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International Centre for Indoor Environment and Energy


HUMAN INFLUENCE ON INDOOR AIR - Sloan Foundation and iCHEAR, Denmark

iCHEAR (Indoor Chemical Human Emissions and Reactivity) is a Sloan-funded collaborative research project designed to examine the role of humans and human emissions on indoor air chemistry. It is led by research group leader Jonathan Williams (Max Planck Institute for Chemistry) in collaboration with Pawel Wargocki and Gabriel Bekö (Department of Civil Engineering, Technical University of Denmark-DTU) at the International Centre for Indoor Environment and Energy (ICIEE). iCHEAR investigates exhaled, dermally emitted and overall human emissions in carefully controlled stainless steel twin climate chambers (see photo above) under different conditions of clothing, temperature, relative humidity and ozone and their impact on OH reactivity.

DTU Chart 2019423
DTU Chart 20190424

The Picarro G2103 analyzer provides real-time measurements of ammonia emissions (red line) from the volunteers under well-characterized conditions. Although ammonia is emitted by humans and has a large impact on indoor acid/base chemistry, its emission from human occupants have been poorly characterized. These measurements enable researchers to determine the rate at which the volunteers emit ammonia under different temperature and relative humidity conditions. They also enable ammonia emissions from breath to be separated from those in dermal off-gassing. Early results show that ammonia concentrations are substantially higher at the higher temperature condition and more exposed skin (higher emission on the right-side plot, when compared to the plot on the left).


Learn more about the Sloan Foundation program and iCHEAR at:

Livestock Barns Banner


Agricultural activities and processes emit greenhouse gases like carbon dioxide (CO2), methane (CH4) and nitrous oxide (N2O), as well as ammonia (NH3). While greenhouse gas emissions affect the global climate, ammonia is a toxic pollutant that affects human health and the environment on a regional level, e.g. by threatening biodiversity. The agricultural sector is the highest ammonia emitter and most of the emissions come from fertilizer use, decomposition of biological material and animal excretions. In many regions, the level of ammonia emissions is increasing further, and therefore, there is a general interest in reducing emissions in order to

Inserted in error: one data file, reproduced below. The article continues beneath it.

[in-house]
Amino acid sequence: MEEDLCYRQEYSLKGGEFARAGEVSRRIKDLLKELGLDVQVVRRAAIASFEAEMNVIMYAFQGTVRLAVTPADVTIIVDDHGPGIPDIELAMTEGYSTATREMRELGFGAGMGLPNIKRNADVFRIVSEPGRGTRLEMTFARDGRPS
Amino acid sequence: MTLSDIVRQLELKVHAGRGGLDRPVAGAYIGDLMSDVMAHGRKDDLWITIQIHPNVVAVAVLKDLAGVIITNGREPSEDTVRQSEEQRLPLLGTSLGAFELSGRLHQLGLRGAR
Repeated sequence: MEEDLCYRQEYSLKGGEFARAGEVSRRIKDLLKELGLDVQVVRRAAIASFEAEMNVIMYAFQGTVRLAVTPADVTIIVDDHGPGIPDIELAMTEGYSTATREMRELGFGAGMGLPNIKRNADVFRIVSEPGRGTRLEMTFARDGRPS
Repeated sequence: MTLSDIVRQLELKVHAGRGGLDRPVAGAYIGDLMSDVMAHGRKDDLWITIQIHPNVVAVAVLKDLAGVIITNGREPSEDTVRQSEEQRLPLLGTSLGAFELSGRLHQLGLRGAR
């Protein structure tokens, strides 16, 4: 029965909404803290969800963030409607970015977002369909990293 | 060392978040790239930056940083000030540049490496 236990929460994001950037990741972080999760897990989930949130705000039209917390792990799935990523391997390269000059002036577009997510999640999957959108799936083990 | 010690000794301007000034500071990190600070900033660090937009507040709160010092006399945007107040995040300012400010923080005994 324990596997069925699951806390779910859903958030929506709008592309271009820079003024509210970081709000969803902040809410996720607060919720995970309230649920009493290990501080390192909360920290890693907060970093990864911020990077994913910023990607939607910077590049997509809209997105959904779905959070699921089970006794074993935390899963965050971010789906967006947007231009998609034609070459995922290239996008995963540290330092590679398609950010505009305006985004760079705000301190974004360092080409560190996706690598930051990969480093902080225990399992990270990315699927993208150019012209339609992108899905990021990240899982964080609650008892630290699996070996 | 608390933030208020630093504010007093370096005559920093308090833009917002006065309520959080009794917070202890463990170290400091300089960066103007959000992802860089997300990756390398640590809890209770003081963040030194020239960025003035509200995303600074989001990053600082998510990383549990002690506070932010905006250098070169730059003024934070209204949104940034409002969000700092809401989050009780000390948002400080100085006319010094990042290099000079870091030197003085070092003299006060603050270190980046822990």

meet environmental regulations.

Researchers Shaojie Zhuang and Philippe van Overbeke from the Flemish Research Institute for Agriculture, Fisheries and Food (ILVO) in Belgium used the Picarro G2508 multi-species gas analyzer when testing for ammonia and greenhouse gas concentration measurements in a dairy and a pig barn. The focus of the study was to determine how several instruments would perform when measuring challenging, high adsorption gases such as ammonia. For this study, parts of the internal sample handling line of the Picarro G2508 were replaced with Teflon instead of stainless-steel, to improve the response time. The upgraded Picarro G2508 showed very good accuracy for ammonia and no evident drift over the two-month field test. The performance of the G2508 for ammonia measurements was compared to an open-path tunable diode laser gas analyzer (OPL) as well as a closed-path quantum cascade laser (QCL), see figures below.

Air Quality Graph_NH3_Left
Air Quality Graph 2_NH3_RIGHT


The Picarro G2508 was able to accurately measure ammonia concentrations along with CO2, CH4 and N2O concentrations. The ammonia concentration range and the response time of the analyzer are suitable for a variety of applications in agricultural science.

Learn more about this research project at ILVO:

Car Seat
airbubbl logo